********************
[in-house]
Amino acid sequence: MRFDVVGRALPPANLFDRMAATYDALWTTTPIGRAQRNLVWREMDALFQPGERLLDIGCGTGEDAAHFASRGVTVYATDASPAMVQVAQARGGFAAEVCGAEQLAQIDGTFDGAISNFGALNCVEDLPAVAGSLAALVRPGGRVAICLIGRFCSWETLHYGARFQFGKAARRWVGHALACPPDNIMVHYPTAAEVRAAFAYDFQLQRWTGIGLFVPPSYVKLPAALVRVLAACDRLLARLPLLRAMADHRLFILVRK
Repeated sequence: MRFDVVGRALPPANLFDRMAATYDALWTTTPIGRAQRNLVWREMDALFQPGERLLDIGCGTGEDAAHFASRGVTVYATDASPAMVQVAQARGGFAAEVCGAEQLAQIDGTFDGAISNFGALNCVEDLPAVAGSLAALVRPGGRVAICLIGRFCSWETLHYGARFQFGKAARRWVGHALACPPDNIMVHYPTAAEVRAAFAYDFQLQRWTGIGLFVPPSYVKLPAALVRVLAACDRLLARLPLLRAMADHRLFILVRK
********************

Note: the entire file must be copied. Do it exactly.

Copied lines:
[in-house]
Amino acid sequence: MRFDVVGRALPPANLFDRMAATYDALWTTTPIGRAQRNLVWREMDALFQPGERLLDIGCGTGEDAAHFASRGVTVYATDASPAMVQVAQARGGFAAEVCGAEQLAQIDGTFDGAISNFGALNCVEDLPAVAGSLAALVRPGGRVAICLIGRFCSWETLHYGARFQFGKAARRWVGHALACPPDNIMVHYPTAAEVRAAFAYDFQLQRWTGIGLFVPPSYVKLPAALVRVLAACDRLLARLPLLRAMADHRLFILVRK
Repeated sequence: MRFDVVGRALPPANLFDRMAATYDALWTTTPIGRAQRNLVWREMDALFQPGERLLDIGCGTGEDAAHFASRGVTVYATDASPAMVQVAQARGGFAAEVCGAEQLAQIDGTFDGAISNFGALNCVEDLPAVAGSLAALVRPGGRVAICLIGRFCSWETLHYGARFQFGKAARRWVGHALACPPDNIMVHYPTAAEVRAAFAYDFQLQRWTGIGLFVPPSYVKLPAALVRVLAACDRLLARLPLLRAMADHRLFILVRK